Our team of professionals is available to help small businesses in NJ figure out withholding tables and other payroll-related issues. We help businesses remain in compliance with the latest updates.

Thank you for reading our blog! How can we help you? Contact us today.

Disclaimer
This FAQ is based on material sourced from irs.gov and may not be relied upon as legal authority. This means that the information cannot be used to support a legal argument in a court case.

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Six Common Payroll Errors Made By New Jersey Employers

payroll errors

Making payroll mistakes can become costly for everyone. Unfortunately, they happen at all types of small businesses. Discover six common payroll errors made by New Jersey employers to see if you are making any of them.

1) Classifying W2 Employees as 1099 Contractors

Employers sometimes choose to set-up what should be W2 employees as 1099 contractors. Since employers do not have to pay payroll taxes for independent contractors, they believe they can save money by doing this. If an employer is discovered to be misclassifying workers, the employer is subject to paying not only their share of the taxes but also the employee’s taxes. Also, there are usually penalty and interest charges. New Jersey is particularly strict about enforcing proper classification of workers.

2) Miscalculating State Unemployment Tax

Incorrectly calculating your state unemployment tax can lead to penalties and interest charges. Every state is different, but New Jersey has seven different unemployment taxes. The amount due is based on the amount of wages and the tax rate for each tax. The wage threshold and five of the taxes change every year on January first. The remaining two other tax rates change every year on July first. Accurate calculation of your tax liability depends on knowing your current tax rate and the taxable wages of each employee.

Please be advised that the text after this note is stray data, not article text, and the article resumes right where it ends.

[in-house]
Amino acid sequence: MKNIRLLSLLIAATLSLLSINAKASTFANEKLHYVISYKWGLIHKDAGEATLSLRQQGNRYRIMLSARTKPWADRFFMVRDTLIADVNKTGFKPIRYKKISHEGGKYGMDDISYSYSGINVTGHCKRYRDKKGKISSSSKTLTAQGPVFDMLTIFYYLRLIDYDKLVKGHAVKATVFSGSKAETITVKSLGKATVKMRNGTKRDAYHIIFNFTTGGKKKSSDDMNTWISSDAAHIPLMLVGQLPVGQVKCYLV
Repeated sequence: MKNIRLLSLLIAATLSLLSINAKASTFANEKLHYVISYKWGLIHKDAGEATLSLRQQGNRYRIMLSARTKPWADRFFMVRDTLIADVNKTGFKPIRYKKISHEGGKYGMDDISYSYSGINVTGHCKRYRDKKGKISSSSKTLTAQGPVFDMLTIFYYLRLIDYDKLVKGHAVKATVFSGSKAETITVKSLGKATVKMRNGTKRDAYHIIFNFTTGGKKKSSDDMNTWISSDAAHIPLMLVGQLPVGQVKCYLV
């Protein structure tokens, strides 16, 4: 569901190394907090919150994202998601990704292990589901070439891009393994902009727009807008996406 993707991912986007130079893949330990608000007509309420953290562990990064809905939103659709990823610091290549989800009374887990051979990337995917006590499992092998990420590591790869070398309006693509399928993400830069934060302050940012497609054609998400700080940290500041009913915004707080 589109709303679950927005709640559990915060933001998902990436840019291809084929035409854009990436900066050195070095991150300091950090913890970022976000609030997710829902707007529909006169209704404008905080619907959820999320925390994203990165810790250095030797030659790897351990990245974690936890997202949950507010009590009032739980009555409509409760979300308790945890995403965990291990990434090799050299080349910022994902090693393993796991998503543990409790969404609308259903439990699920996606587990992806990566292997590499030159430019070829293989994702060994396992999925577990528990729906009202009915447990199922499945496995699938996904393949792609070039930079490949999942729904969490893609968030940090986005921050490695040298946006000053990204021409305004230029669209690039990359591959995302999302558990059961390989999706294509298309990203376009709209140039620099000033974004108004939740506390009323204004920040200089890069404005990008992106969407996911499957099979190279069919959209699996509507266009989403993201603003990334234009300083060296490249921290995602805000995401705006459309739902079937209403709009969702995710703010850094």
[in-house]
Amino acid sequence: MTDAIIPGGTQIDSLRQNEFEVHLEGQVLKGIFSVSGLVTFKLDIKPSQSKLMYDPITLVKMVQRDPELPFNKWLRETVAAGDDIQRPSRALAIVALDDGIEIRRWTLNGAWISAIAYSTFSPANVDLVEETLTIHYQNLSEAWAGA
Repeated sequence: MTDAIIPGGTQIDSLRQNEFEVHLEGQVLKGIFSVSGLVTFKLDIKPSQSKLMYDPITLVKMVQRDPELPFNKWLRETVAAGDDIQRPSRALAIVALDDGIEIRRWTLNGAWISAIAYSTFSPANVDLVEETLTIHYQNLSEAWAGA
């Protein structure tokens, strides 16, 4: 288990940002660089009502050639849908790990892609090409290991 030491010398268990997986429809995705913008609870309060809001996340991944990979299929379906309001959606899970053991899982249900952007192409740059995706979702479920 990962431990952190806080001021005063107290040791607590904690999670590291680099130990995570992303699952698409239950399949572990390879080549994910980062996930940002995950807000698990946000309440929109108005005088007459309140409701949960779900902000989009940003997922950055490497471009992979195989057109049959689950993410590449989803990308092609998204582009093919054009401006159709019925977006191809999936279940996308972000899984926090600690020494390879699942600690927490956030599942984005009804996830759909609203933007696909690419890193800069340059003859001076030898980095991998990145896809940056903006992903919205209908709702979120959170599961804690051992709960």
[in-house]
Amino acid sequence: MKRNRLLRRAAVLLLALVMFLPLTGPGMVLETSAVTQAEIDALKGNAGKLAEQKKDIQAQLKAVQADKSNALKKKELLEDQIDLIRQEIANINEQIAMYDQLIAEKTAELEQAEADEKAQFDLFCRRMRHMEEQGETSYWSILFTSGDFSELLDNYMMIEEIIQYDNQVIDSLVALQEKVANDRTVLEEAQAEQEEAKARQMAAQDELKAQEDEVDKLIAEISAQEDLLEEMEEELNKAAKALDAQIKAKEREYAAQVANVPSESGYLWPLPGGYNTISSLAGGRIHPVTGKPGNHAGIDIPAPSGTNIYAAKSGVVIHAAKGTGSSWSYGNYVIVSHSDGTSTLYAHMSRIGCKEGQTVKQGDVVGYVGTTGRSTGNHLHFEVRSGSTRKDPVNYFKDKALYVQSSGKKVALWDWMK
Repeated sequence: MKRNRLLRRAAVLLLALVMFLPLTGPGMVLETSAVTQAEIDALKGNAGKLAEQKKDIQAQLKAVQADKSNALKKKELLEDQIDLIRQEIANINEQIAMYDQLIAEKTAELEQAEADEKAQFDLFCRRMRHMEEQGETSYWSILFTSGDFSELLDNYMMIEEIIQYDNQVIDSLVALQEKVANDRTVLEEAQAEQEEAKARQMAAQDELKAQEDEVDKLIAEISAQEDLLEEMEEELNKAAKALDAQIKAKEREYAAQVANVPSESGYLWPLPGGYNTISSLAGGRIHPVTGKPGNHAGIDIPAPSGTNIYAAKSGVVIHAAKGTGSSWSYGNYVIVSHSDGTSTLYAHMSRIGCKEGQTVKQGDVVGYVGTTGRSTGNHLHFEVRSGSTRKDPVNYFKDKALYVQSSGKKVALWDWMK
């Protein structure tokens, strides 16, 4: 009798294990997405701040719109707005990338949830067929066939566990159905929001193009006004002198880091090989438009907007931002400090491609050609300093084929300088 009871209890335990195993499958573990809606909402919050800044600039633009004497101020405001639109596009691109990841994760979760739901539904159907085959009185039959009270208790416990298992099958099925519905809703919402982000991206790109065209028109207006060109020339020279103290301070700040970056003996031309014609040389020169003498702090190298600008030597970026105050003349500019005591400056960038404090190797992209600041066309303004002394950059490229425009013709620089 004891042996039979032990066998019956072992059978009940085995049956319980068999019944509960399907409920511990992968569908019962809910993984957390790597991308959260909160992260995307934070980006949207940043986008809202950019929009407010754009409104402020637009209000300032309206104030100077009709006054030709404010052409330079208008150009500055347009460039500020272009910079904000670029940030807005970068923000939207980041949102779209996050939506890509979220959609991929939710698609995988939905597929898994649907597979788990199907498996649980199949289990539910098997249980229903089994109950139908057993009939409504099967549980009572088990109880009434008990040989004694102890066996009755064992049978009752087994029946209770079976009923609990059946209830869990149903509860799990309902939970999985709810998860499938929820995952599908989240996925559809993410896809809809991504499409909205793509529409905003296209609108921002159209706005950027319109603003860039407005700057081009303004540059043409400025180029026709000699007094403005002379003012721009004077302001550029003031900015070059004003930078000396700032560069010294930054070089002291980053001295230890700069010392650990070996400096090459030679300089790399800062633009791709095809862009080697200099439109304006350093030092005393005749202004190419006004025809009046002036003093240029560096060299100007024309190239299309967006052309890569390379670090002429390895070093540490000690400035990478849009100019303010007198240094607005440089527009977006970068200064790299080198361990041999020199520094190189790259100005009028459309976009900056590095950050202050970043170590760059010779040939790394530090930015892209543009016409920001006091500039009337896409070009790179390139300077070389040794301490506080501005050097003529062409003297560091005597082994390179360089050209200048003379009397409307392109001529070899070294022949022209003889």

3) Not Depositing Payroll Taxes on Time

Employers are usually required to deposit withholding and FICA taxes on either a semi-monthly or monthly schedule. A 941 report is then prepared and sent to the IRS every quarter describing how much, and when, those deposits were made. Unemployment taxes are usually deposited on a quarterly and annual basis. In New Jersey, an NJ-927 and WR-30 are due every quarter. An annual form is sent to the IRS once a year. Not reporting based on these schedules results in late penalties and interest charges.

4) Failure to Keep Payroll Records

According to the Fair Labor Standards Act (FLSA) you need to keep all records at least three years and those records that show how you determined wages for two years (e.g., time cards that comply with FLSA timekeeping requirements). According to the IRS, you must keep records of payroll taxes for at least four years after filing the fourth quarter for the year.

5) Not Reporting New Hires